Column By Danielle Hargrove Albert
One of the best things I have experienced while living here in Waterbury is the amount of diversity that exists. Being a mother, I believe we should be raising our children to embrace and learn from the differences that exist in one another. When your child interacts with other children who are different from them, those are opportunities for growth, tolerance and respect. Sadly, too often they are overshadowed with bias and antipathy. We can all take part in celebrating diversity at a beautiful event like “The Gathering”. However when it comes down to basic school days, respectful interactions are not happening. Personal bias and reactive behaviors are manifesting themselves in the form of bullying.
I cannot understand what it feels like to be bullied as a Muslim, an individual who is African American, a child who is overweight, in a wheelchair or because I may be trying to figure out if I am transgender. What I can relate to was the torment that I lived with throughout my Middle School years. I was bullied before “bullying” was even a word. My bully was a girl named Tracey who I will never forget, even though over 30 years has passed. When bullying and its repercussions are cutting so deeply and wounding our children so intensely. The ripple effect extending so far that it has begun to destroy childhoods. Bullying is taking lives on both sides.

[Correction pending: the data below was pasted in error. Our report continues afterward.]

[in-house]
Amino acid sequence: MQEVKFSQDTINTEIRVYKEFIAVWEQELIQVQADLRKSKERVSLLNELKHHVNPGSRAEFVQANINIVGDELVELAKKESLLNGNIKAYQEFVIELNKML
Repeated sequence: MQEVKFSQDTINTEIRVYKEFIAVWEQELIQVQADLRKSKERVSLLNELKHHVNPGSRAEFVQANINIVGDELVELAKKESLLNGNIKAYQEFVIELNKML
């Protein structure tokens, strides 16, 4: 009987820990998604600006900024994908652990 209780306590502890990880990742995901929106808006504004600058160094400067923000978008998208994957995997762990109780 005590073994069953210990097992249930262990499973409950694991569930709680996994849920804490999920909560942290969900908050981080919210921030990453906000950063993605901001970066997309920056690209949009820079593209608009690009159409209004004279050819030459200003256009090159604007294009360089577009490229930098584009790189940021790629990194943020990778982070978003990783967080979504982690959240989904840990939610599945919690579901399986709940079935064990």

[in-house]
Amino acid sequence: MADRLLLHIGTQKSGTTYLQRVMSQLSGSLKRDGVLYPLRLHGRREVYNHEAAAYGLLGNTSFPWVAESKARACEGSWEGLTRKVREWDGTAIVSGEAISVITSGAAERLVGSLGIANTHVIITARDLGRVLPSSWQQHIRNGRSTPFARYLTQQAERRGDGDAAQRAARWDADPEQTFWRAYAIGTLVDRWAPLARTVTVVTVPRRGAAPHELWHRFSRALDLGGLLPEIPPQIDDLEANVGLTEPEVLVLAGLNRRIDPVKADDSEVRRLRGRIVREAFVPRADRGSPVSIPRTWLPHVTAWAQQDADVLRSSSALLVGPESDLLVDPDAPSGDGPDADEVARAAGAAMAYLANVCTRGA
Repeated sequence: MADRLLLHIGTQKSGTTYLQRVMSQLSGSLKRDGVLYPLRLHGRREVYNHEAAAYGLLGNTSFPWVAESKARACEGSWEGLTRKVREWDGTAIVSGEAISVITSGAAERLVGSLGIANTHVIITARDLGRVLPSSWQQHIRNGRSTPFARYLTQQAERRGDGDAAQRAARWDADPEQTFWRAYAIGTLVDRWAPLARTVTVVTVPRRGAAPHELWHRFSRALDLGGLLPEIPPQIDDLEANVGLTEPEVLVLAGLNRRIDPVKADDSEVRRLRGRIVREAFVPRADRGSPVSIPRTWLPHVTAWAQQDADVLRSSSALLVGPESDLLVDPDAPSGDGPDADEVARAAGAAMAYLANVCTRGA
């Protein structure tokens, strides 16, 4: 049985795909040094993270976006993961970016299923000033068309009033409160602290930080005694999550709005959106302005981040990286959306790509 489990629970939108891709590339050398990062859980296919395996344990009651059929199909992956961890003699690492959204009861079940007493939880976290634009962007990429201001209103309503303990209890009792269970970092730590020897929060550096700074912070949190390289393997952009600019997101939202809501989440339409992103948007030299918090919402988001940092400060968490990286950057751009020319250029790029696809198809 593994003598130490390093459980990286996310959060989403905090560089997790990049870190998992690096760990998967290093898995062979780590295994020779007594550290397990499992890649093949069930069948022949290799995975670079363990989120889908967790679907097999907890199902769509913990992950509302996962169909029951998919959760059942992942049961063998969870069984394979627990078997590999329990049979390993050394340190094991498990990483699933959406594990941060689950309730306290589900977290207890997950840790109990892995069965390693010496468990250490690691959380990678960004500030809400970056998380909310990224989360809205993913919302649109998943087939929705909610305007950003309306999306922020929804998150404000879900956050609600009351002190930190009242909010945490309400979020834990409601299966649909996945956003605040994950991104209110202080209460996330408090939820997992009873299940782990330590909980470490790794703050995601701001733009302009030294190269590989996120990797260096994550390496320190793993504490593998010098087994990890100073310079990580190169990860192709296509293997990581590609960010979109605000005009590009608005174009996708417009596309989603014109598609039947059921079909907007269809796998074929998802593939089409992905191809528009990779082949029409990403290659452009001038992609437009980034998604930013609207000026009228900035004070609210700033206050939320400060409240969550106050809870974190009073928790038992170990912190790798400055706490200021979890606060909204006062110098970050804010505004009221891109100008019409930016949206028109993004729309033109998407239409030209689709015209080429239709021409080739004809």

There are two sides to this story. Each having a cause and effect yet interconnected with each other. I am trying to find a balance and understanding as I battle with both sides of bullying. As a woman now in her 40s who was bullied, as a mother trying to raise three strong, confident and empathetic daughters, and as a member of the community that views the violence, hatred and potential repercussions on our children. And most simply as person who believes in rules, structure and appropriate consequences for actions.
We all are aware of the mass shootings, bomb threats, lock downs and acts of violence that our children are exposed to. Including the newest, “SNAPCHAT”, that actually allows children to film video and post acts of bullying and violence on social media. Imagine, being able to watch children threaten, belittle and in some cases physically assault each other. Many of these cases are a direct result of a string of other ongoing situations that finally just reach a breaking point.
When reading or hearing about any act of violence including those in our own Waterbury schools, my immediate reaction is always “thank God my girls weren’t involved”. Sadly though, I feel that a sense of complacency exists. We can only say for so long, “that won’t happen in Waterbury”. We can “never say never” because “it” is happening. The bomb threats are happening, the weapons are being brought to school right under our noses, lockdowns and shelter in place drills are occurring. What should be kept in mind is if things keep going as they have been it’s only a matter of time before an act of violence will touch all of us. If the worst incident of school violence happened 20 minutes to our west, it “can” happen in Waterbury.